An exclusive Tablet interview with Ilya Khrzhanovsky
Celebrity profiles have become an excuse for fawning over celebrities or attacking political targets, but it’s time for journalists to get back to seeking the truth
Today on Jewcy: A chat with the very interesting star of a new short about Jewish pirates.
The New York-based florist on keeping secrets, volunteering at a New Jersey iris garden, and getting in touch with her roots in Israel
The New York-based Israeli beauty entrepreneur on why antibiotics are ‘useless,’ body frequencies, and forgetting what she wore to her bat mitzvah
Israeli-American fashion designer on drawing inspiration from Emily Dickinson, the intersection of politics and style, and why her favorite holiday is Passover
The L.A.-based comic duo on political correctness, chopped liver, and their characters, Ronna and Beverly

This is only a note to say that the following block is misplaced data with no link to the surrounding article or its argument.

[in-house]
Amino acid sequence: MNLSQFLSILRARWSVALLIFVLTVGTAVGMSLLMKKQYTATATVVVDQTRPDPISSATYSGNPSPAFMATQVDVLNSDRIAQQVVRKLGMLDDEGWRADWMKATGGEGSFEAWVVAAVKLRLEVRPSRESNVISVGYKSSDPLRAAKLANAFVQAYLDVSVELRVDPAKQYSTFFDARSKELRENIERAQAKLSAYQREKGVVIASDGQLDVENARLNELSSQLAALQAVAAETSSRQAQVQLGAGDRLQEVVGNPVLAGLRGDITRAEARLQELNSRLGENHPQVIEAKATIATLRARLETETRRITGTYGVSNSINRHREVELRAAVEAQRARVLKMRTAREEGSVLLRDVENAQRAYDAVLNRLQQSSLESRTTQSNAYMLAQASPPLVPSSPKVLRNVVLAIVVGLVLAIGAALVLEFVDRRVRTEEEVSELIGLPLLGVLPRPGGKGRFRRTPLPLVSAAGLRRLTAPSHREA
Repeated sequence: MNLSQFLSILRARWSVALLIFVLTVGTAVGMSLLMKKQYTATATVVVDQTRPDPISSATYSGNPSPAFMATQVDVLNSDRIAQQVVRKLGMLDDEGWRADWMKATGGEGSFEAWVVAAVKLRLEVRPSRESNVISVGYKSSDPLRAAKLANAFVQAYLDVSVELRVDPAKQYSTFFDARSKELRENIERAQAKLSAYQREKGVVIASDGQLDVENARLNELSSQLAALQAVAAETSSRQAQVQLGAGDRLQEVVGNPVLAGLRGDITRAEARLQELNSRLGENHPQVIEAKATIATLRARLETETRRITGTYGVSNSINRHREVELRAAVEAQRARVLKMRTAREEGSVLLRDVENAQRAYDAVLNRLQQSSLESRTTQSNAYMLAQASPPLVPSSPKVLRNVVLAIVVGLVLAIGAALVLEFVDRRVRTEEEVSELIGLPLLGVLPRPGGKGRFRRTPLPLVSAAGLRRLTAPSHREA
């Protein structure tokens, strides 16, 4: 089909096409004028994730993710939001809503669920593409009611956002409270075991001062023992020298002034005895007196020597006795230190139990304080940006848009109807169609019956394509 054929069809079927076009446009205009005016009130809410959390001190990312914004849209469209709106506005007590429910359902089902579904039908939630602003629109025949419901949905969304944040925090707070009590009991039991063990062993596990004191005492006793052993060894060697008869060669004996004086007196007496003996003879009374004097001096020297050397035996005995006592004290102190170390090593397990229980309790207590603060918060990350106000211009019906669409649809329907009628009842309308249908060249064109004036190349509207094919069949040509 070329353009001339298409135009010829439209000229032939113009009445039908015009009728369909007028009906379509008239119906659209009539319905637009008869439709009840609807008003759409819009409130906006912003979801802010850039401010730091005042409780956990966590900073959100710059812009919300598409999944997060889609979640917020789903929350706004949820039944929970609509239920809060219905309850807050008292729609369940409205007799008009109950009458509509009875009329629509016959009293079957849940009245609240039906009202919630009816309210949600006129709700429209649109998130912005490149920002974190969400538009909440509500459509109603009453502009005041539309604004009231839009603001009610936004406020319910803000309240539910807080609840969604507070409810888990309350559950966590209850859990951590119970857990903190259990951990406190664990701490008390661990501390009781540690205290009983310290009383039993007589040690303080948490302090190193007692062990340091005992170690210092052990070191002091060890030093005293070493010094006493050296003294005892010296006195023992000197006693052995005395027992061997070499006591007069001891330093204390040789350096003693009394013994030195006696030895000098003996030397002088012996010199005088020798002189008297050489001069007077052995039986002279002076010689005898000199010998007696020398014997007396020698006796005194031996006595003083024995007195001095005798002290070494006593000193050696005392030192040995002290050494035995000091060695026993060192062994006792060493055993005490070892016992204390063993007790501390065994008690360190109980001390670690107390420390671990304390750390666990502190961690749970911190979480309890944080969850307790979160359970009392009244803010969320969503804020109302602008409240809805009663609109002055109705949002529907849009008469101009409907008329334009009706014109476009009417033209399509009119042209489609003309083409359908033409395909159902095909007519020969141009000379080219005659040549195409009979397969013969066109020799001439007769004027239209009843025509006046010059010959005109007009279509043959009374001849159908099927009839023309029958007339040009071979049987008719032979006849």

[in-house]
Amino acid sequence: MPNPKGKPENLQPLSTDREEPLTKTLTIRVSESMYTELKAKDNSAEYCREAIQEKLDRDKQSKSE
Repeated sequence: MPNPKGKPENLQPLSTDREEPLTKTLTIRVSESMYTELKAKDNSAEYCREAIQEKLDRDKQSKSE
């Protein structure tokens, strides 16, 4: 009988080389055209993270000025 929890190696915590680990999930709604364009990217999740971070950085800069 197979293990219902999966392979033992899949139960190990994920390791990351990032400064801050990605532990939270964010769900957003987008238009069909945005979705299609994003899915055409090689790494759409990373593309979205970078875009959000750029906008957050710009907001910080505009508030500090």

The Tel Aviv-based artist on ‘action painting,’ being naked, and the beauty of concluding Yom Kippur at the beach
The talk show host and author on Jewish humor, growing up in Cleveland, and drinking cosmos. (Plus, lots and lots of jokes.)
The Israeli artist on his creative process, the importance of conflict in art, and why he’ll never eat gefilte fish and lox
The stand-up comedian on Melania Trump, eating gefilte fish with chrain, and the healing power of laughter
The ‘career whisperer’ on anti-Semitism, growing up in Hungary and Israel, and the unforgettable dress she wore to her bat mitzvah
The Israeli fashion designer on moving to New York from Tel Aviv, his cat, and why Purim is his favorite Jewish holiday
The Israeli-American writer and director talks with us about rats on Manhattan’s Upper West Side, Larry David, and her favorite Jewish holiday
A few years ago, Israel Shamir’s anti-Israel vitriol would have been marginal and largely ignored. But in the age of WikiLeaks, a Holocaust-doubter can become a legitimate source of news. Part 2 of 2.
Israel Shamir is a slippery Holocaust-doubter whose anti-Semitic, anti-Israel views are—in the age of WikiLeaks—finding a new audience. Part 1 of 2.
Novelist-provocateur thinks religion, not rape, to blame for director’s woes